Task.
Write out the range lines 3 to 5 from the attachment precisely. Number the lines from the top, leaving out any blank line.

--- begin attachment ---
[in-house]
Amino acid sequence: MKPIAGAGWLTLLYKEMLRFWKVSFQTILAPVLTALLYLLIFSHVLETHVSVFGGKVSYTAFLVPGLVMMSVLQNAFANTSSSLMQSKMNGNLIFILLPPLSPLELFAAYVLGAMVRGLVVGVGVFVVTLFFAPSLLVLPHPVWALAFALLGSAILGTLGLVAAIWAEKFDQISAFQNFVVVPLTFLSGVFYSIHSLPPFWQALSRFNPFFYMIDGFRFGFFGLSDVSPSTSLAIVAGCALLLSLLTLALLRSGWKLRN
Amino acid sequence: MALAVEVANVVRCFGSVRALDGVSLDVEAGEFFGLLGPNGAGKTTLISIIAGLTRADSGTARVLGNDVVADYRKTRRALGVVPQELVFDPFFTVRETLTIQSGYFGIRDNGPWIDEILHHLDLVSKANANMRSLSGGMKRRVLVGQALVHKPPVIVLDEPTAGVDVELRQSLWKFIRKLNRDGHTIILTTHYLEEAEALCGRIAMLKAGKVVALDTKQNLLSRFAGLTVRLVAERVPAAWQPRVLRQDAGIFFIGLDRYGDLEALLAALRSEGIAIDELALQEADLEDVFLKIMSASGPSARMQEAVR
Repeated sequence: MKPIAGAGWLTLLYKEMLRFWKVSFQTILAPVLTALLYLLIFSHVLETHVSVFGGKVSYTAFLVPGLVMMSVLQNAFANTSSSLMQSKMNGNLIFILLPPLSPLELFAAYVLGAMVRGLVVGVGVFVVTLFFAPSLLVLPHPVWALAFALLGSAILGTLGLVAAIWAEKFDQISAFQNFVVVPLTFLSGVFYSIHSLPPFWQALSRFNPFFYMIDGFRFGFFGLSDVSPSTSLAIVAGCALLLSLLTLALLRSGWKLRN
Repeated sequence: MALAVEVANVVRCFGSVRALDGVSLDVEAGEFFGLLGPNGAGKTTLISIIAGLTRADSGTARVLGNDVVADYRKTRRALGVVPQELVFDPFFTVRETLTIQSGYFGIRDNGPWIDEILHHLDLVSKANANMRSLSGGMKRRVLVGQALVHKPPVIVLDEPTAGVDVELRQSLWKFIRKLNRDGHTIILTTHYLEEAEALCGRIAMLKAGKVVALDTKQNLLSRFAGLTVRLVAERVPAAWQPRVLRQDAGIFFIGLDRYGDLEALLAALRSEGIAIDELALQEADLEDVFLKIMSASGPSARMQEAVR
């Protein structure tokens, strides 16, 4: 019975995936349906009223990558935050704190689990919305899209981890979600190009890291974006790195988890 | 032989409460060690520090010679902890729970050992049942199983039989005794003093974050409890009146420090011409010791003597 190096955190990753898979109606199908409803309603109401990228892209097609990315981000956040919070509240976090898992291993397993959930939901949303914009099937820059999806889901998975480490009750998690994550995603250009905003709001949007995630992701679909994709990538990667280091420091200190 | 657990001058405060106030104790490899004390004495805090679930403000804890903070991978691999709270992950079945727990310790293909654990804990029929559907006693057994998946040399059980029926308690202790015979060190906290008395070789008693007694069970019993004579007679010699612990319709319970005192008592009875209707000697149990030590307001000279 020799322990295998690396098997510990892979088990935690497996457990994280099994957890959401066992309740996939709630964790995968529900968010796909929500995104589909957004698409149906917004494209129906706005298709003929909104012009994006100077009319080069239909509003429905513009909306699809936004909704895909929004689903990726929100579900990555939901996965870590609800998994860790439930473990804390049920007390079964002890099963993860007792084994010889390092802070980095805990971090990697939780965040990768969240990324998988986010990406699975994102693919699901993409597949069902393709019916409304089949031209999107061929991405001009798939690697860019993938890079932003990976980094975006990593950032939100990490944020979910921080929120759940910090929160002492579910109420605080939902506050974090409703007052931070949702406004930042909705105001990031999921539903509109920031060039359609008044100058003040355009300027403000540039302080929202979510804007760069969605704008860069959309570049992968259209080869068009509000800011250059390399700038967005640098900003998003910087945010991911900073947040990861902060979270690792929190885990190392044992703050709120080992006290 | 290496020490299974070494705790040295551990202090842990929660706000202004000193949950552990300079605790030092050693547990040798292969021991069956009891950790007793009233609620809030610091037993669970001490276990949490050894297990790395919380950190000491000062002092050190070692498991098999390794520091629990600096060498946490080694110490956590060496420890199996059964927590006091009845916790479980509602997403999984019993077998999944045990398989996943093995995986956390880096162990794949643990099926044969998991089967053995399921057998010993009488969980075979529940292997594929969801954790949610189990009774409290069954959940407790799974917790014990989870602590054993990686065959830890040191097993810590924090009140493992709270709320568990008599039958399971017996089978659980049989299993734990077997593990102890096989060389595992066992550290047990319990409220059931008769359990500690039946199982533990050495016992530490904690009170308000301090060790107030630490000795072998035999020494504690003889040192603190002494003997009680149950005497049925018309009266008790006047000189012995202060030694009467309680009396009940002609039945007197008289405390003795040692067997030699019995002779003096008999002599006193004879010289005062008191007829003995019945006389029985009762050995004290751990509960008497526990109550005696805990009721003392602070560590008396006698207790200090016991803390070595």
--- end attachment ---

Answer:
Amino acid sequence: MALAVEVANVVRCFGSVRALDGVSLDVEAGEFFGLLGPNGAGKTTLISIIAGLTRADSGTARVLGNDVVADYRKTRRALGVVPQELVFDPFFTVRETLTIQSGYFGIRDNGPWIDEILHHLDLVSKANANMRSLSGGMKRRVLVGQALVHKPPVIVLDEPTAGVDVELRQSLWKFIRKLNRDGHTIILTTHYLEEAEALCGRIAMLKAGKVVALDTKQNLLSRFAGLTVRLVAERVPAAWQPRVLRQDAGIFFIGLDRYGDLEALLAALRSEGIAIDELALQEADLEDVFLKIMSASGPSARMQEAVR
Repeated sequence: MKPIAGAGWLTLLYKEMLRFWKVSFQTILAPVLTALLYLLIFSHVLETHVSVFGGKVSYTAFLVPGLVMMSVLQNAFANTSSSLMQSKMNGNLIFILLPPLSPLELFAAYVLGAMVRGLVVGVGVFVVTLFFAPSLLVLPHPVWALAFALLGSAILGTLGLVAAIWAEKFDQISAFQNFVVVPLTFLSGVFYSIHSLPPFWQALSRFNPFFYMIDGFRFGFFGLSDVSPSTSLAIVAGCALLLSLLTLALLRSGWKLRN
Repeated sequence: MALAVEVANVVRCFGSVRALDGVSLDVEAGEFFGLLGPNGAGKTTLISIIAGLTRADSGTARVLGNDVVADYRKTRRALGVVPQELVFDPFFTVRETLTIQSGYFGIRDNGPWIDEILHHLDLVSKANANMRSLSGGMKRRVLVGQALVHKPPVIVLDEPTAGVDVELRQSLWKFIRKLNRDGHTIILTTHYLEEAEALCGRIAMLKAGKVVALDTKQNLLSRFAGLTVRLVAERVPAAWQPRVLRQDAGIFFIGLDRYGDLEALLAALRSEGIAIDELALQEADLEDVFLKIMSASGPSARMQEAVR